One of the very few things I was hugely disappointed with at Liverpool International Festival of Psychedelia, was the three stage set-up which pretty much guaranteed that you would miss a dozen or so bands over the two days.
Sadly for me, Jibóia became one of those casualties as I had already decided I wanted to see POW! – who were playing the Furnace stage, while Jibóia played the Blade stage.
A couple of evenings ago, Sunrise Ocean Bender – those bulwarks of the worldwide sonic gospel, posted the 5 minutes and 42 seconds of aural bliss that is ‘Dvapara Yuga’. Captivated, I followed posting suit and was rewarded with an email from the band’s label Lovers & Lollypops, along with a download for the 4 track LP.
The information provided by Lovers & Lollypops attests that Jibóia is;
“Named after the Portuguese term for boa constrictor, Lisbon-based psych entity Jibóia make good on the attributed description of “Prince of Persia on acid”. Combining casio beats with repetitive bass, guitar and organ riffs and with the help of Ana Miró’s indian influenced vocals delivering some deep grooves. All with a heavy smattering of bizarre invention thrown in for good measure.”
Notwithstanding Ana Miró’s beatific vocals, Jibóia is the one man project of Óscar Silva who has carved out a reputation for himself, whilst cutting his formative and stylistic teeth in the bands, Suchi Rukara, Adorno and I Had Plans.
The four tracks on ‘Badlav’ consider the four Hindu philosophy phases of the world, in it’s unending cycle from birth to destruction and inexorable rebirth…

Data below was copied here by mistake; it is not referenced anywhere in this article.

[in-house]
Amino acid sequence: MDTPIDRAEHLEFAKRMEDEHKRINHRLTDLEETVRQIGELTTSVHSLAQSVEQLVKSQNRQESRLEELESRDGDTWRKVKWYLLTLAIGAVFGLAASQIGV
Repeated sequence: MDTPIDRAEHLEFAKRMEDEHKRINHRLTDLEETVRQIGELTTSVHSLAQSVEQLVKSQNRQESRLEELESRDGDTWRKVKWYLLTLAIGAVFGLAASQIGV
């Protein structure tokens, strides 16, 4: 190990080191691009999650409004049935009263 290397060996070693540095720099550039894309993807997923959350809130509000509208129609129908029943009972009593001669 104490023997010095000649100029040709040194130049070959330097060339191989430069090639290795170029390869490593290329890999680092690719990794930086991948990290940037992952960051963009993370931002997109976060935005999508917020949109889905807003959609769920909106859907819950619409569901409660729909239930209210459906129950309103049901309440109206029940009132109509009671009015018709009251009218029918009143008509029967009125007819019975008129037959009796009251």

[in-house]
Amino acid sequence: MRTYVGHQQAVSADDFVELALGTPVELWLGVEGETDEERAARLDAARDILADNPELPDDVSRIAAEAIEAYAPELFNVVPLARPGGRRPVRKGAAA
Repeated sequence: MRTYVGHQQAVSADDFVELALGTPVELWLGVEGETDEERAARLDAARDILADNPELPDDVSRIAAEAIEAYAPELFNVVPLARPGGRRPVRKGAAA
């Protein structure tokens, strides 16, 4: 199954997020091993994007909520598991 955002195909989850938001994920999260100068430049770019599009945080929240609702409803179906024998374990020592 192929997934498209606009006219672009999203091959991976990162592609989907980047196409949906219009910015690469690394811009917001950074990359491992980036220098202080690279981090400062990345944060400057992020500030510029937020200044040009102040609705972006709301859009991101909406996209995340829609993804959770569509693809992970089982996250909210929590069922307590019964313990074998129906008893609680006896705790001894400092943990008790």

Satya Yuga, “the golden age of truth and justice”, is joyously playful and notably marked to these ears, with a soaring vocal finale from Miró reminiscent of the Diva Plavalaguna in the ‘Fifth Element’.
Treta Yuga, “the age exhibiting a perceptible deterioration and decline”, is underpinned by a hypnotic beat mantra, accompanied by a north african tinged desert guitar fuzz, which Miró soulfully mimics with her exceptional vocal range.
Dvapara Yuga, “the implacable, unfolding degradation of civilisation”, marks the gradual descent with a heavier vibe as the forces of darkness wrestle for dominion over light.
Kali Yuga, “symbolising the global apocalypse and the current age of mankind”, completes the cycle with an altogether more menacing instrumental undercurrent. Whilst vocally plaintive, the eventual ascent resonates assuredly. The track writhes to it’s climactic tumult, summoning the Ouroboros with tormented Pungi tones.
The constancy, to this intrinsically, authentically delivered message, is that of the immortal phoenix, borne along triumphantly on the rhythmic hips of the desert snake…